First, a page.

The US Dollar could weaken significantly if global markets put 2020 behind them, and begin to price in a reduction in risk, and a resumption of world trade. Historically, crises are associated with a tightening market for US Dollars as participants outside the US are forced to deleverage. Typically, this can result in a rush to cover (pay back partially, or entirely) US Dollar based loans and credit, which immediately places upward pressure on the greenback. Indeed, the US Dollar started the year with a moderate strengthening trend, then spiked very hard during the initial phase of the pandemic. Since that time, the greenback has fallen, and is now down nearly 4% since the start of the year. And with vaccine development now moving along quickly, and a sea-change in tone and policy coming to Washington, the US Dollar has been fading anew. When you look at the weekly chart of the USD Index, below, it does seem likely that the index is poised to fall below 92.00. If so, the signal is ridiculously easy to interpret: a sign that reflationary policy is credible, and that the dollar will continue moving within the relaxed posture it takes during times of global growth.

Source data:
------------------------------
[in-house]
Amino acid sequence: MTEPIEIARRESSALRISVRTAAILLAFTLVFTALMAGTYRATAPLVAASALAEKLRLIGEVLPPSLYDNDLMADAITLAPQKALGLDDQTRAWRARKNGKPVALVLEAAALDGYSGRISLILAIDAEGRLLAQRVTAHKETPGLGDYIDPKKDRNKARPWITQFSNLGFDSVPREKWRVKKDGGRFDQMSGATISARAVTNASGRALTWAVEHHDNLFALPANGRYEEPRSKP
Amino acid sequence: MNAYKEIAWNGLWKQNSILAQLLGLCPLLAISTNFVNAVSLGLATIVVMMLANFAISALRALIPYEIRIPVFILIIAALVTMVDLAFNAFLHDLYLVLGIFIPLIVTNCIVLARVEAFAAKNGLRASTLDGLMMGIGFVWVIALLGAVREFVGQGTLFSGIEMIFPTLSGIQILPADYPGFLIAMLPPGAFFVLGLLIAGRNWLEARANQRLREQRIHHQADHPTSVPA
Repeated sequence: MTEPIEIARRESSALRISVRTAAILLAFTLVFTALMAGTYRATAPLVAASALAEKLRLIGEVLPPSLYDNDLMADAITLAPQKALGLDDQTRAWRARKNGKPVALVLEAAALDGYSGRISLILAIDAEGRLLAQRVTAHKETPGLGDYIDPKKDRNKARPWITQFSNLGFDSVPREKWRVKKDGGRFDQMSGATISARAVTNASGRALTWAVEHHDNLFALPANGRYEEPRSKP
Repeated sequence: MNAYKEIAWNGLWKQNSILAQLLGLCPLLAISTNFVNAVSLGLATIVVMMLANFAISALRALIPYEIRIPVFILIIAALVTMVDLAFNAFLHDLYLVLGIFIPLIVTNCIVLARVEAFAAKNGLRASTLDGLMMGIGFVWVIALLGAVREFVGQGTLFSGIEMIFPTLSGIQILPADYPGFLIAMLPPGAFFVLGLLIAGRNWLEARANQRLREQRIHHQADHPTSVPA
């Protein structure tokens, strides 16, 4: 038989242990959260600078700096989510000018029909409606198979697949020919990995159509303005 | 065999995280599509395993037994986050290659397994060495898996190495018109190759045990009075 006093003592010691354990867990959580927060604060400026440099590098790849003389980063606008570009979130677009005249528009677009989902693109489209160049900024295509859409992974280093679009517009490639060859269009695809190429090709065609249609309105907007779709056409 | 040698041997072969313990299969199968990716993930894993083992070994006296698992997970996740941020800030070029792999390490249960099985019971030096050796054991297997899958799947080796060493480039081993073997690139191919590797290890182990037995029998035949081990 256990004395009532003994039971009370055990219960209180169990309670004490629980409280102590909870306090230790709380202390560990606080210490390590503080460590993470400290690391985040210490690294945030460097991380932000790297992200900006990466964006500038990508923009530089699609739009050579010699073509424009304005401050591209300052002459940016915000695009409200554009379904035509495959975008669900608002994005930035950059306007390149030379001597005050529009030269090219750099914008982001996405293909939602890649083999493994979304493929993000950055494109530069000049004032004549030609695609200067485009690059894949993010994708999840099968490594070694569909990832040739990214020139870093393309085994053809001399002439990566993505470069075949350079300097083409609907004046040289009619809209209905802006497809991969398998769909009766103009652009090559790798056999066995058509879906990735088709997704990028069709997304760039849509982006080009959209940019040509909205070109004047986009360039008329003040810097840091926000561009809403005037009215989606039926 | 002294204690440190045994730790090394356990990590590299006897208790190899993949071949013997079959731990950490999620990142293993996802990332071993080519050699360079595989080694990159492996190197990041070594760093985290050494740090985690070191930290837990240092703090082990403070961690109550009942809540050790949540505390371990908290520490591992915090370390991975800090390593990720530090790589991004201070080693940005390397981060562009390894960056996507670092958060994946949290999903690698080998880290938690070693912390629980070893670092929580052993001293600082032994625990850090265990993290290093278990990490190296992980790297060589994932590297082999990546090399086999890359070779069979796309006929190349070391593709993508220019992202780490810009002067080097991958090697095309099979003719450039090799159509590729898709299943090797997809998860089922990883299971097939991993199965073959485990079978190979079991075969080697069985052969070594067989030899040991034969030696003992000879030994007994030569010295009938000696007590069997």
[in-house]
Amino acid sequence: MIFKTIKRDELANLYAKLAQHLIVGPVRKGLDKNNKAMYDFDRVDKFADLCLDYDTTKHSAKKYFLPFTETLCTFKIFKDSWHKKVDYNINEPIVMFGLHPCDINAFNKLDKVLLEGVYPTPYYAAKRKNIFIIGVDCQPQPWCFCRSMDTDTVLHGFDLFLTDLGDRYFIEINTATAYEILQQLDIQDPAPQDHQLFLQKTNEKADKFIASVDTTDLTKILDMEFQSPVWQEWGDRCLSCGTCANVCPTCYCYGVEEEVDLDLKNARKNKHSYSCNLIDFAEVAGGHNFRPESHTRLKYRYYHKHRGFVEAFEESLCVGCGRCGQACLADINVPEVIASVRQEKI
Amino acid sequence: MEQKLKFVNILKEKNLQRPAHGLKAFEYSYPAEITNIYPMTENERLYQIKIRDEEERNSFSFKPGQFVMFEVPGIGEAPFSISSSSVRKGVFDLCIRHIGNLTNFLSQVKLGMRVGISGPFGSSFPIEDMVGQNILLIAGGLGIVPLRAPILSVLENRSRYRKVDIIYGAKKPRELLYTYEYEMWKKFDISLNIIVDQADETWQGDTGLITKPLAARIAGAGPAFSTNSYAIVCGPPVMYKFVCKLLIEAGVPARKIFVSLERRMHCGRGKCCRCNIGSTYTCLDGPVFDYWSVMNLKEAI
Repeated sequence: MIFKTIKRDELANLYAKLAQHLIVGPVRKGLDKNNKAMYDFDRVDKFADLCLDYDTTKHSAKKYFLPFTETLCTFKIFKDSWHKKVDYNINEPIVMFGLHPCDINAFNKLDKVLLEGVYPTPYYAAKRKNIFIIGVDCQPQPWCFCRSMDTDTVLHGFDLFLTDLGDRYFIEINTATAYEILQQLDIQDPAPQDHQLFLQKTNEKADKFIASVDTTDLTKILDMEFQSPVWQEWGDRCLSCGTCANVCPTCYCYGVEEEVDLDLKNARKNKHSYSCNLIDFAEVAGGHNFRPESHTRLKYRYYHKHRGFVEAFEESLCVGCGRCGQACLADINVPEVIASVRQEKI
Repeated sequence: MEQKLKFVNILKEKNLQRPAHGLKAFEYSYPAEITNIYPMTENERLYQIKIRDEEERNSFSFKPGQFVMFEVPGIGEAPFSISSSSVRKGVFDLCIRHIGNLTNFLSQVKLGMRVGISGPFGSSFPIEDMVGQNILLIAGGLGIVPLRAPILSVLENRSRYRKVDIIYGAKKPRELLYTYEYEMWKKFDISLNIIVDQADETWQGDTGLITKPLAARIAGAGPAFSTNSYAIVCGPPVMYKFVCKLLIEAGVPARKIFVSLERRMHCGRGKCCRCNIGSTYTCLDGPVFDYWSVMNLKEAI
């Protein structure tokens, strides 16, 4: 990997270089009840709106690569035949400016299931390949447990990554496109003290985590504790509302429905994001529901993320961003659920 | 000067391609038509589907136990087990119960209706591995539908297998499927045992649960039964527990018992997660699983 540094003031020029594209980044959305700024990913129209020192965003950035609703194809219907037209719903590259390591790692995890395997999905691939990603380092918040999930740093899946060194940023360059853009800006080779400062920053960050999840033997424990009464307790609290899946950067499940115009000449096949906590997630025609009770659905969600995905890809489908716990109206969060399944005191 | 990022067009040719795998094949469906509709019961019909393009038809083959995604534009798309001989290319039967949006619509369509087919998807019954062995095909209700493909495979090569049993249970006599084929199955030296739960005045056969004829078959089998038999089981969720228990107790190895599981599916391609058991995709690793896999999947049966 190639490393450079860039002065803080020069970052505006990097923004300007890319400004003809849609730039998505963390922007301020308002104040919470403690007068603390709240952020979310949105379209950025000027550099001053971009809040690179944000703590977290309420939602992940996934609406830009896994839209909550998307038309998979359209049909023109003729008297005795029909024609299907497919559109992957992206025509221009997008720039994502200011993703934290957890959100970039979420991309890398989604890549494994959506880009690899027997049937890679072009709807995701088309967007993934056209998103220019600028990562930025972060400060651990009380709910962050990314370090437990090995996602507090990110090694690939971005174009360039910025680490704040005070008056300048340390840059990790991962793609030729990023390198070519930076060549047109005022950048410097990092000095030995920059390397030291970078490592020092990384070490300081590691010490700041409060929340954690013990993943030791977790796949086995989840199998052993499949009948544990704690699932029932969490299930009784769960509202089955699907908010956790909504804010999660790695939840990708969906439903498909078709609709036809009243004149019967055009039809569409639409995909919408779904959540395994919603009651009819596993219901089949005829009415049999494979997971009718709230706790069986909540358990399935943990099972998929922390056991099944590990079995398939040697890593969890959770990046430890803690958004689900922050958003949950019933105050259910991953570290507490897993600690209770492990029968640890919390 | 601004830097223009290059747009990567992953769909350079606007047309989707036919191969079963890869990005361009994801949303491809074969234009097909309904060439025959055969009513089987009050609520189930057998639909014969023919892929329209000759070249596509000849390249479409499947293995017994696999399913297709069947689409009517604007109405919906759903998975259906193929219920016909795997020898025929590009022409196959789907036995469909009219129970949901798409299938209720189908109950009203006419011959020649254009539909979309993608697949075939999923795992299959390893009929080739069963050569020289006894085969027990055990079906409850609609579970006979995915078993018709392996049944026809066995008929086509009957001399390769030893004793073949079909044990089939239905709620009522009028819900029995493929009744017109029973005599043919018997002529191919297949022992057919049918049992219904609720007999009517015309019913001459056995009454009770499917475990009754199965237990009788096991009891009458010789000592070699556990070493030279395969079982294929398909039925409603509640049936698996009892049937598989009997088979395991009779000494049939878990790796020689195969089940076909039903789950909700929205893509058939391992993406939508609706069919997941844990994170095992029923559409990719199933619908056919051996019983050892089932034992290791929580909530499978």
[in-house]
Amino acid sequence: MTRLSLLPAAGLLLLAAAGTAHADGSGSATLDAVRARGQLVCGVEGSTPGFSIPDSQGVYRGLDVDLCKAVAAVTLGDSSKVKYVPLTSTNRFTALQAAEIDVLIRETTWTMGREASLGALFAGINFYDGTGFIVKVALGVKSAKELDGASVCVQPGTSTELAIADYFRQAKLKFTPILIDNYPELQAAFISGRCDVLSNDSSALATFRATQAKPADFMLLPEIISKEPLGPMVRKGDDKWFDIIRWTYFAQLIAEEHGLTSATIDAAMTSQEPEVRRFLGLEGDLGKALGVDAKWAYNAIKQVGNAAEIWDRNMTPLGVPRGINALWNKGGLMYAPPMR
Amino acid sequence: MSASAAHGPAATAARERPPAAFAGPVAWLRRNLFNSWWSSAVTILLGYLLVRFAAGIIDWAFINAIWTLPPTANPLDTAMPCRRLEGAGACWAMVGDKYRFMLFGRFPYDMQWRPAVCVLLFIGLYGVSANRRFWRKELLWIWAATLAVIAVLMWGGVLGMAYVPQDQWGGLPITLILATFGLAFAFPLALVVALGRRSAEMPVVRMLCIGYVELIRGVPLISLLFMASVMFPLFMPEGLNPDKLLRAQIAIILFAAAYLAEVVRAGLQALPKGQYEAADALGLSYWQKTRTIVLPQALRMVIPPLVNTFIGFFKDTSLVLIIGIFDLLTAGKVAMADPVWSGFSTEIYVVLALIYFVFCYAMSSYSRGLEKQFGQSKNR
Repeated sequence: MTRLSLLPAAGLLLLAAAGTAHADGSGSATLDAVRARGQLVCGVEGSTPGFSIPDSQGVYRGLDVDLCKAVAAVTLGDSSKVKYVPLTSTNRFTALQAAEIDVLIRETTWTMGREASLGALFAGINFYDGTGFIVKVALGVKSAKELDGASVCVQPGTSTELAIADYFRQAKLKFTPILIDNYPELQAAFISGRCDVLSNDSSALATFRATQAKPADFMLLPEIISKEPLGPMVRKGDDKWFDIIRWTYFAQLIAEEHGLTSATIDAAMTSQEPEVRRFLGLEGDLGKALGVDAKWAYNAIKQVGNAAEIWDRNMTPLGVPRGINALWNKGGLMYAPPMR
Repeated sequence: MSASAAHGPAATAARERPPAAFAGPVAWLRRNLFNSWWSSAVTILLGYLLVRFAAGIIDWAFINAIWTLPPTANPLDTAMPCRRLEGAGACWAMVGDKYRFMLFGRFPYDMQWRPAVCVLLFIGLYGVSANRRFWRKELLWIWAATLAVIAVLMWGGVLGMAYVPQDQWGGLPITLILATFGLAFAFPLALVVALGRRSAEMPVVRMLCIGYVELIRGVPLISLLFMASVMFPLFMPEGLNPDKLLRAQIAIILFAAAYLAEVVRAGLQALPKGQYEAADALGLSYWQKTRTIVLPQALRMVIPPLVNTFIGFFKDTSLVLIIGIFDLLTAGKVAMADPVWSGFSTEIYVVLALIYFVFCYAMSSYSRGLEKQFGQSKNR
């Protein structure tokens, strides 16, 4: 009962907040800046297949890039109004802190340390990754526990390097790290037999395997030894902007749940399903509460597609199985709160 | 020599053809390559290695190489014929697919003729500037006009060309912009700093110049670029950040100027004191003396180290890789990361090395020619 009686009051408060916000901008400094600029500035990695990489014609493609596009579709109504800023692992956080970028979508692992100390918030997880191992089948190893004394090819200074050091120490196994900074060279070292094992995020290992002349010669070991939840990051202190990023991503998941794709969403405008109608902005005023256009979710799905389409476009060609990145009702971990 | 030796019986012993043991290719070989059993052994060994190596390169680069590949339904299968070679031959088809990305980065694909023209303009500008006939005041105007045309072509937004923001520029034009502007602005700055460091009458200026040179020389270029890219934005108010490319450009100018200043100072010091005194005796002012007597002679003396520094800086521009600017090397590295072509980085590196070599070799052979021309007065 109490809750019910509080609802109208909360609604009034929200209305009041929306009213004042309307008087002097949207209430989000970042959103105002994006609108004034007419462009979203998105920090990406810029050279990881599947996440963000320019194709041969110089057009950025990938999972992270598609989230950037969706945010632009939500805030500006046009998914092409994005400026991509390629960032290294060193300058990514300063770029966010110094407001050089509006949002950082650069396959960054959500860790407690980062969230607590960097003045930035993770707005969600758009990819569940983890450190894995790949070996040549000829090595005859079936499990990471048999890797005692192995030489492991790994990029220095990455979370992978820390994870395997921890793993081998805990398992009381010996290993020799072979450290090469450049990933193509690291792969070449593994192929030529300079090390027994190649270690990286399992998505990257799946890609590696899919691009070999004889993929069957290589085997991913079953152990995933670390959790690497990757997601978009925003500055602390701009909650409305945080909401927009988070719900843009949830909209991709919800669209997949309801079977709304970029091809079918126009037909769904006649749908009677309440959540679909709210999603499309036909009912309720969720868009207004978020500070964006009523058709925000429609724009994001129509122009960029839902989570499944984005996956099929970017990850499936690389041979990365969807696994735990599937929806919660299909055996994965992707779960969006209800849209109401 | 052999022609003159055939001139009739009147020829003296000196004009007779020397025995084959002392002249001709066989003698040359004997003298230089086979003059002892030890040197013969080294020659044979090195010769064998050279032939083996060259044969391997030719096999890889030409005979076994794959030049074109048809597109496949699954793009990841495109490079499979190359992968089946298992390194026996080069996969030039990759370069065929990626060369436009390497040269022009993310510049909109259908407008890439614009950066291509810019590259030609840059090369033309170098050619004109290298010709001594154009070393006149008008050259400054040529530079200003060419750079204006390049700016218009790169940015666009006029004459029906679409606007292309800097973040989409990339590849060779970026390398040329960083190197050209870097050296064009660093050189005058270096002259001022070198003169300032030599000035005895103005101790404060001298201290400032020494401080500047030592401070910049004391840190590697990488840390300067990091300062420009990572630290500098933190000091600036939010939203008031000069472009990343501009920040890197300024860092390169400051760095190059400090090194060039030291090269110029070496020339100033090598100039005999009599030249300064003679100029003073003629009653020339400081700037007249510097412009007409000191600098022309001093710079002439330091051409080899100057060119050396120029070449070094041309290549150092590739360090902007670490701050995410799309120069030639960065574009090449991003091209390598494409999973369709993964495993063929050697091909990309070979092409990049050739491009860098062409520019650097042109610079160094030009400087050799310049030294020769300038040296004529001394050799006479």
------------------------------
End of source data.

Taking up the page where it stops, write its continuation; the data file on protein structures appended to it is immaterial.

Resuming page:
The end of Moore’s Law may finally be on the horizon, but energy efficiency in microchip performance may have more gains to realize. The tech community has been musing for some years now about the end, or really, the slowdown in Moore’s Law. In an early 2020 article at MIT Technology Review, We’re not prepared for the end of Moore’s Law, much of the expert opinion seems to be concentrated today on how to make existing chips more efficient by optimizing software, and chip architecture.
But the release of the M1 chip from Apple opens up a sightly different but related avenue, one of energy efficiency. The battery life of the new MacBook Pro comes in at an astonishing 18-20 hours. Apple’s general claim about the M1 is both straightforward, but frankly impressive: that the new chip will offer the same peak performance of today’s average CPU, but with just 25% of the power demand.